Emerging out of the horrific spasm of genocide that claimed more than 800,000 of the minority Tutsi ethnic group in 1994, Rwanda has chalked up some spectacular economic performance. Its rate of economic growth has averaged 8 percent since 2001 and it is among the fastest growing economies in East Africa. Poverty rates have been halved and Rwanda is one of the very few African countries that were able to achieve the United Nations’ Millennium Development Goals (MDGs). It also has the highest representation of women in Parliament.
This paper, however, argues that impressive though Rwanda’s economic performance might be, it is not sustainable. First, it is heavily dependent upon foreign aid, making it vulnerable to fluctuations in aid. Second, the Asian Tiger economic model Rwanda copied from Singapore-development under authoritarianism—has failed miserably in postcolonial Africa. No dictator—civilian, military nor rebel—has brought lasting prosperity to any African country. Third, the other types of reform Rwanda needs to sustain its economic achievement—intellectual, political, constitutional and institutional reforms—are petulantly missing. How these reforms are sequenced is also critically important. Focusing only on economic liberalization to the detriment of the other reforms amounts to putting the cart before the horse. Finally and most disconcerting of all, in his understandable zeal to prevent another genocide, Rwanda’s President Paul Kagame is unwittingly re-creating the very conditions that led to the 1994 genocide—a supreme irony.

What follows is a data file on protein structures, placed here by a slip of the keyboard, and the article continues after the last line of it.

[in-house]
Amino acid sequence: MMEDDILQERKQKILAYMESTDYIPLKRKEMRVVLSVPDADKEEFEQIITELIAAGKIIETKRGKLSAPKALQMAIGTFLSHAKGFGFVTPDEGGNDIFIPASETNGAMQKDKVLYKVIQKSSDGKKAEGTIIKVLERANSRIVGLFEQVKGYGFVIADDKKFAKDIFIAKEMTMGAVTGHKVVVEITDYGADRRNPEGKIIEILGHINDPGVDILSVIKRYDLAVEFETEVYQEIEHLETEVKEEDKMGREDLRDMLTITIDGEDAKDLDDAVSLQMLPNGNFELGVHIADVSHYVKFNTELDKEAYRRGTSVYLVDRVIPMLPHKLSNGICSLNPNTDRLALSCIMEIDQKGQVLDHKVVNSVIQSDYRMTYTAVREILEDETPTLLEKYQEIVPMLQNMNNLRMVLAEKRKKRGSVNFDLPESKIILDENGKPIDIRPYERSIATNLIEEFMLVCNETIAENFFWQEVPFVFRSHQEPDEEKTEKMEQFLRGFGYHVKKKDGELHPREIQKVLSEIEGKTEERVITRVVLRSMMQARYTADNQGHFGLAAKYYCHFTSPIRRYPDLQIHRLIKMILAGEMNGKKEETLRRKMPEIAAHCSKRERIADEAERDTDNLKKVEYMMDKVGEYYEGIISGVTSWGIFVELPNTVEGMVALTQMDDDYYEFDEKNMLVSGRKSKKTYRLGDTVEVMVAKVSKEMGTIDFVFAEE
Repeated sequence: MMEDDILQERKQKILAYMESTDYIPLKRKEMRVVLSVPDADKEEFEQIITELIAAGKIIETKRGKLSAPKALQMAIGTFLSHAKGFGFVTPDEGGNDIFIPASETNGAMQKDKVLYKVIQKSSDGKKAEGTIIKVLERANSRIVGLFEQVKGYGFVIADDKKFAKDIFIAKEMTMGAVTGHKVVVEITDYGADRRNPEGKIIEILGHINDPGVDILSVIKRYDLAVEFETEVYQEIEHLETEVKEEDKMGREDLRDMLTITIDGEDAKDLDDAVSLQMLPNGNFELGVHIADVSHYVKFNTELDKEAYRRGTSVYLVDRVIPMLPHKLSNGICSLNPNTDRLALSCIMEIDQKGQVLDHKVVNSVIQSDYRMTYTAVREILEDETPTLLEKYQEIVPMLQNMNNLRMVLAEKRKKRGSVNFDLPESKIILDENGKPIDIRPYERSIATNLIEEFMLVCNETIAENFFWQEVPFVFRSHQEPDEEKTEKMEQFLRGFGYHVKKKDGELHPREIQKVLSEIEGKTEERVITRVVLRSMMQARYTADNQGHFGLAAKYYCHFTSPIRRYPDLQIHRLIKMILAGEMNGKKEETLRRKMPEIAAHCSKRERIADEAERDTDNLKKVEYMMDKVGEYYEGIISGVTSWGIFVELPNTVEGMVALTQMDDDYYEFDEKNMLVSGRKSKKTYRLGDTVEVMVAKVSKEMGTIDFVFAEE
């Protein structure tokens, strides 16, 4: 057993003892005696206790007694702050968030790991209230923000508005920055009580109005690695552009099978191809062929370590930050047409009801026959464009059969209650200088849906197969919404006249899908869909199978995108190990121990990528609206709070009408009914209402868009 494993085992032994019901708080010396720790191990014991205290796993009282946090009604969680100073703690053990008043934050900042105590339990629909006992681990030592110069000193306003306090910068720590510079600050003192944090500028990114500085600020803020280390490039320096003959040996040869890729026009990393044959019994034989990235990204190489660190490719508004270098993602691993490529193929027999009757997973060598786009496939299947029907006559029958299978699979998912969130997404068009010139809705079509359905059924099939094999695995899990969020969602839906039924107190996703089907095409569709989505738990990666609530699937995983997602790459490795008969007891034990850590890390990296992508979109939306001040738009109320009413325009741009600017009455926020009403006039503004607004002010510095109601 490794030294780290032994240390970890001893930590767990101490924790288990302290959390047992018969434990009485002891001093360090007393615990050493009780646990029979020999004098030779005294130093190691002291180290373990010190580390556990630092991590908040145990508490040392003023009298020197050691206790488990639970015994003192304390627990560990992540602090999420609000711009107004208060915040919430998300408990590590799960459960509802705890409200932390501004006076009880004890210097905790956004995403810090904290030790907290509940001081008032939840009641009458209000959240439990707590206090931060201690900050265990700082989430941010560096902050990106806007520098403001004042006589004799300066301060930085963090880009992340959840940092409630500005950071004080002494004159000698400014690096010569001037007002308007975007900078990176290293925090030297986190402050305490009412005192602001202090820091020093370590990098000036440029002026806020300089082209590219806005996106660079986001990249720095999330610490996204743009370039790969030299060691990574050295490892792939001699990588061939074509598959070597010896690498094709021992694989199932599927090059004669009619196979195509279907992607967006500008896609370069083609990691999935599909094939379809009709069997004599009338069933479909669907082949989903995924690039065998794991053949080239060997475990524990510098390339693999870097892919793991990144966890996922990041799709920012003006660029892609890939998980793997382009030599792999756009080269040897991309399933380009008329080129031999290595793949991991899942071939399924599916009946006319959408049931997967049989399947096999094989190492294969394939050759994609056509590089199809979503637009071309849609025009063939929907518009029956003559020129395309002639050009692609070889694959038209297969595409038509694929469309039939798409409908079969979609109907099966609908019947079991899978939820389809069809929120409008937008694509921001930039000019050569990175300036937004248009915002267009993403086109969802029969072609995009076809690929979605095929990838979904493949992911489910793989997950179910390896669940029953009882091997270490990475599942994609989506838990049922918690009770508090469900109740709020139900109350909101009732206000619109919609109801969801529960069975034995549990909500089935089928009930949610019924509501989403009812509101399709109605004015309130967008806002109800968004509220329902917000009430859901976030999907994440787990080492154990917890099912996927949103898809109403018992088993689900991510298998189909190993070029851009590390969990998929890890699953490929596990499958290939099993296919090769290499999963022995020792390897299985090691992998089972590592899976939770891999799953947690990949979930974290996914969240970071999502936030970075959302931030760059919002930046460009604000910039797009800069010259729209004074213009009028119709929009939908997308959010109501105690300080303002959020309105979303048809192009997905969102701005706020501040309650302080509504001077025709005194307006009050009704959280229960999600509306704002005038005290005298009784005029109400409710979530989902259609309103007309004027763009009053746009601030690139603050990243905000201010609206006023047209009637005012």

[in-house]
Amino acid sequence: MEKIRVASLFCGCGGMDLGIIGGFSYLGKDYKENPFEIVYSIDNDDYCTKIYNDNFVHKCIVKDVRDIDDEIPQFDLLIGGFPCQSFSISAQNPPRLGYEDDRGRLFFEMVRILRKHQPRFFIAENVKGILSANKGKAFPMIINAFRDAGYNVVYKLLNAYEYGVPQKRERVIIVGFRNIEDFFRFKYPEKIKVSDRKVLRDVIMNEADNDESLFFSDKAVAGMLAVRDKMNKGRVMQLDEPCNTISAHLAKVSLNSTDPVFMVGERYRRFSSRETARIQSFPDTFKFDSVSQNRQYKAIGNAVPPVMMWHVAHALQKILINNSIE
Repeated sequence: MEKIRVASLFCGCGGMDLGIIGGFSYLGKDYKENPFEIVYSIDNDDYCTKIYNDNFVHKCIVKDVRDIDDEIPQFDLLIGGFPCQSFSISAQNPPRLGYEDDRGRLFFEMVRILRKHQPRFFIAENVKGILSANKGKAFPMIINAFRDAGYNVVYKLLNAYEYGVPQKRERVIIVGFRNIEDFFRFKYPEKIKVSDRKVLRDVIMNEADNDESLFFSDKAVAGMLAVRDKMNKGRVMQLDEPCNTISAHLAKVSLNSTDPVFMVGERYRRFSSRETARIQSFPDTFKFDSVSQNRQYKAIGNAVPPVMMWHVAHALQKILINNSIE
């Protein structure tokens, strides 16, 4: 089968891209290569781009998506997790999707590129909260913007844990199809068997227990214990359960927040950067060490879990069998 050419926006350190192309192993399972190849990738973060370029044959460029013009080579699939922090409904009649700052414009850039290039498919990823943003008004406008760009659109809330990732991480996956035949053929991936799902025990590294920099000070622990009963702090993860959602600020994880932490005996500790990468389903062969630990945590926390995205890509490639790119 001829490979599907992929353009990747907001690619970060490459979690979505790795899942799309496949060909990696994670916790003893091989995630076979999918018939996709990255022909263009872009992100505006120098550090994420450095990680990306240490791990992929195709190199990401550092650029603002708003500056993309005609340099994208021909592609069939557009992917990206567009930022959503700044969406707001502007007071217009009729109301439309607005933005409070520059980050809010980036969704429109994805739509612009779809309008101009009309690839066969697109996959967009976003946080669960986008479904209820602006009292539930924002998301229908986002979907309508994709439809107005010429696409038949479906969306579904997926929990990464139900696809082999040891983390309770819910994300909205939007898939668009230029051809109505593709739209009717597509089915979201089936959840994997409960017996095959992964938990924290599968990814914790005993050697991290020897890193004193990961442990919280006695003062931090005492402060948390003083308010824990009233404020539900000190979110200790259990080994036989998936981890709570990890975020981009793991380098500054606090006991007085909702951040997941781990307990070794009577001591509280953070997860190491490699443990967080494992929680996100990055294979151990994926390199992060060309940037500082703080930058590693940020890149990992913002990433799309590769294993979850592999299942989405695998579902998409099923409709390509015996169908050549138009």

Dr. George Ayittey is a Senior Fellow at the Independence Institute; Founder and President of the Free Africa Foundation; and formerly a Distinguished Economist in Residence at American University. He is the author of numerous op-eds for the New York Times, Washington Post, and Wall Street Journal. He writes columns for African-owned publications including The African Letter, African Continent News, Africa News Weekly, and African Forum. His books include “Africa in Chaos,” “Indigenous African Institutions,” “The Blueprint for Ghana’s Economic Recovery,” and “Africa Betrayed.”